Once the comments were made, the strategy should have been to express immediate contrition publicly and privately (to the other owners and the commissioner) in the broadest and most unequivocal terms. In addition to potentially reducing Sterling’s penalty, this would have helped with the reality that sponsors, players and fans would at some point need to be mollified for Sterling to keep the team even if he were to win a lawsuit against the league and retain control. Without an effective apology, the practical implication of Sterling continuing to own the team would likely be sponsor, player and fan boycotts.

In fact, had the Clippers’ players boycotted games (or if they do so in the future), that would constitute an even more express violation of Sterling’s basic contractual obligations, namely actually having his team show up to play. This failure could provide grounds for franchise termination under Article 13(d), as well as subjecting Sterling to up to a $2.5 million payment to the opposing team AND up to a $5 million payment to the league per missed game under Article 36 of the NBA Constitution.

Apologizing and paying the fine would have been the rational approach to maximize Sterling’s chances of keeping the team, however minimal they might have been once the comments were made. Of course, the issue is that rational people don’t make the comments Sterling made to begin with.

Sterling’s Due Process Argument Makes No Sense When the Process Has Not Yet Concluded

The letter referenced by Sports Illustrated reportedly argues that Sterling’s “due process” rights have been violated. As SI’s Michael McCann points out, Sterling’s right to due process is much more limited by the NBA’s “justice system” than it would be with a public agency or in a courtroom because Sterling agreed to be bound by the procedures of the private association. Without the full text of the letter, it is difficult to know whether Sterling is challenging just the fine and suspension at this juncture or also the upcoming forced sale of the team. If it is the latter, it is difficult to see how a due process argument applies when the NBA’s process to force the sale is not even complete yet.

Sterling Already Faced Three Enormous Hurdles Before Refusing to Pay the Fine

The next part of the procedure is that three-fourths of the NBA Board of Governors will presumably vote to terminate Sterling’s franchise, putting the franchise under league control via Article 14A. Had Sterling paid the fine, he may have had somewhat of an argument in a purely factual sense that his comments did not violate any contract. Unfortunately for Sterling, he doesn’t have much recourse if he disagrees with the Board of Governors’ decision. Any legal challenge to that decision would face three key issues.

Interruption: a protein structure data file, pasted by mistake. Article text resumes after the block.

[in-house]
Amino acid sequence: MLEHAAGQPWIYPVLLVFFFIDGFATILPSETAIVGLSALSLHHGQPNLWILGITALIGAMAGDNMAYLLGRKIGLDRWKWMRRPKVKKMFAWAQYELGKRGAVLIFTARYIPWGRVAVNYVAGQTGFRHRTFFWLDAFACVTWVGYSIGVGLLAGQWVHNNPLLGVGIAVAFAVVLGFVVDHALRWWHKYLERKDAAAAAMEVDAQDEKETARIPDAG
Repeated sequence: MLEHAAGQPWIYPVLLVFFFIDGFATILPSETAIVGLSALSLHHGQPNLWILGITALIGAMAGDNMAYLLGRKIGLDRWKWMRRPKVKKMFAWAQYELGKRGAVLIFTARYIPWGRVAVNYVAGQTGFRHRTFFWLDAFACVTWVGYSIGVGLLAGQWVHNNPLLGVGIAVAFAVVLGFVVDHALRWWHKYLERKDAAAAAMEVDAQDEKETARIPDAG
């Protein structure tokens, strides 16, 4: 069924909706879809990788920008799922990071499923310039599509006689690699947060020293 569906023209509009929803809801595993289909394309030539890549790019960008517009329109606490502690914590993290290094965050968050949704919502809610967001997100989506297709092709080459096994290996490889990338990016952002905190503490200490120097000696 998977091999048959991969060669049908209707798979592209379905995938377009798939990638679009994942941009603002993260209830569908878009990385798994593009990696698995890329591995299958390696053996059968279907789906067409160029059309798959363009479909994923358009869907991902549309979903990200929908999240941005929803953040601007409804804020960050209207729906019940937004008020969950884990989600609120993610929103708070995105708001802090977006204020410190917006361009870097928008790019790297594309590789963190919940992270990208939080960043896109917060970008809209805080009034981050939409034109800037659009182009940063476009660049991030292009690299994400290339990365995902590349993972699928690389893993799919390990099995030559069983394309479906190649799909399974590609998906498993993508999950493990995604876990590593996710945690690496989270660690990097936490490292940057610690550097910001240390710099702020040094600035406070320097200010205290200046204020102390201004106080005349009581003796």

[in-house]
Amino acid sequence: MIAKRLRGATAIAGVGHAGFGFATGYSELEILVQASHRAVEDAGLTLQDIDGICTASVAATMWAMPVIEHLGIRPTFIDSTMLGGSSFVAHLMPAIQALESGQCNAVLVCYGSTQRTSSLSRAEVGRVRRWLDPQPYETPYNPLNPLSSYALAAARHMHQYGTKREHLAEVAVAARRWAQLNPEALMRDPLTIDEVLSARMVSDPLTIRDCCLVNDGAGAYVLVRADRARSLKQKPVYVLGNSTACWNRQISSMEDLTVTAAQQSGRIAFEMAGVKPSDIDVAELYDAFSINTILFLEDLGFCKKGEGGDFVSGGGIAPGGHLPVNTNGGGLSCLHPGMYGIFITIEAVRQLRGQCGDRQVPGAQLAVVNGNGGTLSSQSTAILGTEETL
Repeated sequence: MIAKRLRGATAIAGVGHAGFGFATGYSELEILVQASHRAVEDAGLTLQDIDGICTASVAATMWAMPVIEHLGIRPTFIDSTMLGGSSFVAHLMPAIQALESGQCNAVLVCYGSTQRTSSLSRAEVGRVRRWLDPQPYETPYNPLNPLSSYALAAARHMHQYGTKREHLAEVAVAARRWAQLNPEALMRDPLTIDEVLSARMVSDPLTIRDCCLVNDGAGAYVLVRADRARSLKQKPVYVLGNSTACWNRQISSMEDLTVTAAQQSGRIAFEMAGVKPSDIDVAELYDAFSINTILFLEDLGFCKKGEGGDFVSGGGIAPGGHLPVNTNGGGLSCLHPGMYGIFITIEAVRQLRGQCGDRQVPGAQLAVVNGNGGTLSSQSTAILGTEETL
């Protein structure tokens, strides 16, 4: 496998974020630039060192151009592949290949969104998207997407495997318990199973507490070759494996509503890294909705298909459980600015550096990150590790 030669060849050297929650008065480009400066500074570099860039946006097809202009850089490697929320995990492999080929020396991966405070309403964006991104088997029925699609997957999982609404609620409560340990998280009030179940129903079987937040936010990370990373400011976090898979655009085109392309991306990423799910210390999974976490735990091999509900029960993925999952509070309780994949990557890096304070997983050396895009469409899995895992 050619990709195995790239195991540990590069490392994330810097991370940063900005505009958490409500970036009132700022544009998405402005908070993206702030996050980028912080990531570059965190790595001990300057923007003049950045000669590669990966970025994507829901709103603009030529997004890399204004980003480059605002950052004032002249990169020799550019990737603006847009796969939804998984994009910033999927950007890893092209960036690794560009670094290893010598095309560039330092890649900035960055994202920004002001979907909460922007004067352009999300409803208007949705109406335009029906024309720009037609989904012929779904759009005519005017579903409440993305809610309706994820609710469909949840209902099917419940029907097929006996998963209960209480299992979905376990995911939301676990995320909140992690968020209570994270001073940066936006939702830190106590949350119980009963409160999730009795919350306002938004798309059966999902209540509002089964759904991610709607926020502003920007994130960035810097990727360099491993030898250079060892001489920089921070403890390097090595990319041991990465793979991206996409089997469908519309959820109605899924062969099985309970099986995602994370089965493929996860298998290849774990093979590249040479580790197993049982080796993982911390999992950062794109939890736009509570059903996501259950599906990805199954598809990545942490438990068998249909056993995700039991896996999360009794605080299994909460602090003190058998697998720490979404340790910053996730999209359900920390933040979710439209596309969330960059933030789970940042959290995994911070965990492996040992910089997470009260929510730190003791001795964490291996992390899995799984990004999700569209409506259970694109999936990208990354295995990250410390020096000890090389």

Covenant Not to Sue

The NBA Constitution, which Sterling agreed to, contains what is known as a covenant not to sue. That is part of Article 14(j), which reads as follows:

(j) The decisions of the Association made in accordance with the foregoing procedure shall be final, binding, and conclusive, and each Member and Owner waives any and all recourse to any court of law to review any such decision.

That means that Sterling has waived any right sue to the league on this issue. But that does not completely end the inquiry, as case law has articulated two narrow exceptions even where an owner has made such an agreement. However, those are unlikely to apply. They are if “(1) the rules, regulations, or judgments of the league are in contravention to the laws of the land or in disregard of the charter or bylaws of the league, and (2) the association has failed to follow the basic rudiments of due process of law.”* It is hard to see how the NBA’s actions will fall into either of those exceptions, so long as it follows its own procedures outlined in Article 14, which it surely will.

*That language is from a 1970s case, Charles O. Finley & Co. Inc. v. Bowie K. Kuhn, when the former A’s owner sued Major League Baseball.

The Board’s Decision is Treated Like an Arbitration Award

Nevertheless, let’s assume that Sterling gets over the covenant not to sue. The next issue is that the league’s decision is only reviewable by the court the way an arbitrator’s decision would be. Under Article 18(e):

(e) All actions duly taken by the Board of Governors shall be final, binding and conclusive, as an award in arbitration, and enforceable in a court of competent jurisdiction in accordance with the laws of the State of New York.